The family of the woman who survived the 1977 Hollandsburg slayings is urging a parole board to deny the release of one of the men convicted in the killings.
David Smith, now 62, will seek parole next month, decades after he was sentenced to four life sentences for his role in the Valentine’s Day murders of four Parke County brothers. Three other men were convicted in the slayings.
One of the victim’s mothers, Betty Jane Spencer, was also shot in the attack and later testified against the four suspects. She died in 2004.
“Please understand that we do not want David Smith to receive parole,” Spencer’s family said in a written statement provided to the Journal Review by a family friend. “What he died was premeditated, without conscience, and grisly.”
“We believe that forgiveness is an important part of a persons [sic] spiritual well-being and that it should remain between a person and God only, in this circumstance,” the statement added. “There are consequences that must be faced for the choices we make on earth and in heaven. Therefore, we say the sentence that was handed down should never be rescinded and parole should never be considered.”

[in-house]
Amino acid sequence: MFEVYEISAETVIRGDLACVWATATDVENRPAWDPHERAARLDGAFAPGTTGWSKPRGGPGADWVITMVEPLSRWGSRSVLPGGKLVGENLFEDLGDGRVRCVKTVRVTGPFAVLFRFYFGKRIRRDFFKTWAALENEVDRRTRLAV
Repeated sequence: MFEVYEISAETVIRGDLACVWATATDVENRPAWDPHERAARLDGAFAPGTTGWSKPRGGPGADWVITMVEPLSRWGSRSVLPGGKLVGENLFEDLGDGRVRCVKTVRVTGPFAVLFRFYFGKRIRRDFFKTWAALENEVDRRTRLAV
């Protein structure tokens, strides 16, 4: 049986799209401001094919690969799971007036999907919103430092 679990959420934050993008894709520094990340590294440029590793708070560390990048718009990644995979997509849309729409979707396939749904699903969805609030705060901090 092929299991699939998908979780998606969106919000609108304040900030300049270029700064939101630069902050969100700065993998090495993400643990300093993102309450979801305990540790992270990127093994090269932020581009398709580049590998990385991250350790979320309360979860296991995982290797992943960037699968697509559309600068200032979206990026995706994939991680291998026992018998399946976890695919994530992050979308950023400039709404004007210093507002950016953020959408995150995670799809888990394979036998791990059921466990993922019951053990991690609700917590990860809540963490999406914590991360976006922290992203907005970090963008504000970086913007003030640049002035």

The family declined a request to be interviewed.
Smith’s parole hearing is set for Aug. 10 at the Pendleton Correctional Facility. The hearing is closed to the public. The parole board denied Smith’s previous request for early release in 2016.
That same year, the U.S. Supreme Court ruled that a mandatory life sentence with no parole should not apply to juveniles convicted of murder. Smith was 17 at the time of his conviction.
The ringleader of the slayings, Roger Clay Drollinger, died in prison in 2014. The other two convicted killers, Michael W. Wright and Daniel R. Stonebraker, are serving life sentences in prison.
The Associated Press contributed to this report.
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